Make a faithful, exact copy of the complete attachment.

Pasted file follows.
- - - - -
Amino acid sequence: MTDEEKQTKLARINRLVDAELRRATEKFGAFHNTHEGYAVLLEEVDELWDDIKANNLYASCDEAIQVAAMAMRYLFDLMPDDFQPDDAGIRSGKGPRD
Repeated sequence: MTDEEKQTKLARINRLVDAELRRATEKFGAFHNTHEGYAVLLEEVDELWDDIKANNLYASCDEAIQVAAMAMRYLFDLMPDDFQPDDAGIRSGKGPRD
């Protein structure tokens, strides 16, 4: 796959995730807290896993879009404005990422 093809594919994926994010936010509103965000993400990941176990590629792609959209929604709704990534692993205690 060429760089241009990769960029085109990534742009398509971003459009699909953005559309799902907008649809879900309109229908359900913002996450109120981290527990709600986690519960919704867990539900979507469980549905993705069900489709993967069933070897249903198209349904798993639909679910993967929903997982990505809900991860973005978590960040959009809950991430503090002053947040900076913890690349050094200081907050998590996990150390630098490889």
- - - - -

Amino acid sequence: MTDEEKQTKLARINRLVDAELRRATEKFGAFHNTHEGYAVLLEEVDELWDDIKANNLYASCDEAIQVAAMAMRYLFDLMPDDFQPDDAGIRSGKGPRD
Repeated sequence: MTDEEKQTKLARINRLVDAELRRATEKFGAFHNTHEGYAVLLEEVDELWDDIKANNLYASCDEAIQVAAMAMRYLFDLMPDDFQPDDAGIRSGKGPRD
């Protein structure tokens, strides 16, 4: 796959995730807290896993879009404005990422 093809594919994926994010936010509103965000993400990941176990590629792609959209929604709704990534692993205690 060429760089241009990769960029085109990534742009398509971003459009699909953005559309799902907008649809879900309109229908359900913002996450109120981290527990709600986690519960919704867990539900979507469980549905993705069900489709993967069933070897249903198209349904798993639909679910993967929903997982990505809900991860973005978590960040959009809950991430503090002053947040900076913890690349050094200081907050998590996990150390630098490889």